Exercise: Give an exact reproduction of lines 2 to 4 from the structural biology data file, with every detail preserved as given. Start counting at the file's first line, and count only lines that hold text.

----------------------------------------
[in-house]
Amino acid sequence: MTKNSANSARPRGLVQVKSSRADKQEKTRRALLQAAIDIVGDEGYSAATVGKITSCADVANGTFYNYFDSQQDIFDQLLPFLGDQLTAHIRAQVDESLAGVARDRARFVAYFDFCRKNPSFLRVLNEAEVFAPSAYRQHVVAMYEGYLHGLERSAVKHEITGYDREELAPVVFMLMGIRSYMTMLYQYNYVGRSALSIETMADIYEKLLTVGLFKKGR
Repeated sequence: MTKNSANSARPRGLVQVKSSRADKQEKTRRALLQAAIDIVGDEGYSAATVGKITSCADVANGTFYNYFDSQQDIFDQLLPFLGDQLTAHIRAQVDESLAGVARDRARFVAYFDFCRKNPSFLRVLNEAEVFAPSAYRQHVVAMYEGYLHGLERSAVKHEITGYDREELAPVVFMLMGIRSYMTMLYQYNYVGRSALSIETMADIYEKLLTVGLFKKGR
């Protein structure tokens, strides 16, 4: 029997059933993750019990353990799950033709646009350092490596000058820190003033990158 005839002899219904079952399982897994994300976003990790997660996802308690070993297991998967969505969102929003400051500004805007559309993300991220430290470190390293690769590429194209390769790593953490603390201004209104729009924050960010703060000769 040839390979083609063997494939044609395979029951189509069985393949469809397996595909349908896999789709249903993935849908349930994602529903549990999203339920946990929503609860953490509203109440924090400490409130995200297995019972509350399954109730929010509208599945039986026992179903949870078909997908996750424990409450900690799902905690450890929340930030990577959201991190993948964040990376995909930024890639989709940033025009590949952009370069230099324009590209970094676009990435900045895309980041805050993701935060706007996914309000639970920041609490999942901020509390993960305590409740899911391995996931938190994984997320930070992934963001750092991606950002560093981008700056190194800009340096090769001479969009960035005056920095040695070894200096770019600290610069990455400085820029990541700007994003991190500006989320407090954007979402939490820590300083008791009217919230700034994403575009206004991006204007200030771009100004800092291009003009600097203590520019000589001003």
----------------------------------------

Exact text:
Amino acid sequence: MTKNSANSARPRGLVQVKSSRADKQEKTRRALLQAAIDIVGDEGYSAATVGKITSCADVANGTFYNYFDSQQDIFDQLLPFLGDQLTAHIRAQVDESLAGVARDRARFVAYFDFCRKNPSFLRVLNEAEVFAPSAYRQHVVAMYEGYLHGLERSAVKHEITGYDREELAPVVFMLMGIRSYMTMLYQYNYVGRSALSIETMADIYEKLLTVGLFKKGR
Repeated sequence: MTKNSANSARPRGLVQVKSSRADKQEKTRRALLQAAIDIVGDEGYSAATVGKITSCADVANGTFYNYFDSQQDIFDQLLPFLGDQLTAHIRAQVDESLAGVARDRARFVAYFDFCRKNPSFLRVLNEAEVFAPSAYRQHVVAMYEGYLHGLERSAVKHEITGYDREELAPVVFMLMGIRSYMTMLYQYNYVGRSALSIETMADIYEKLLTVGLFKKGR
């Protein structure tokens, strides 16, 4: 029997059933993750019990353990799950033709646009350092490596000058820190003033990158 005839002899219904079952399982897994994300976003990790997660996802308690070993297991998967969505969102929003400051500004805007559309993300991220430290470190390293690769590429194209390769790593953490603390201004209104729009924050960010703060000769 040839390979083609063997494939044609395979029951189509069985393949469809397996595909349908896999789709249903993935849908349930994602529903549990999203339920946990929503609860953490509203109440924090400490409130995200297995019972509350399954109730929010509208599945039986026992179903949870078909997908996750424990409450900690799902905690450890929340930030990577959201991190993948964040990376995909930024890639989709940033025009590949952009370069230099324009590209970094676009990435900045895309980041805050993701935060706007996914309000639970920041609490999942901020509390993960305590409740899911391995996931938190994984997320930070992934963001750092991606950002560093981008700056190194800009340096090769001479969009960035005056920095040695070894200096770019600290610069990455400085820029990541700007994003991190500006989320407090954007979402939490820590300083008791009217919230700034994403575009206004991006204007200030771009100004800092291009003009600097203590520019000589001003």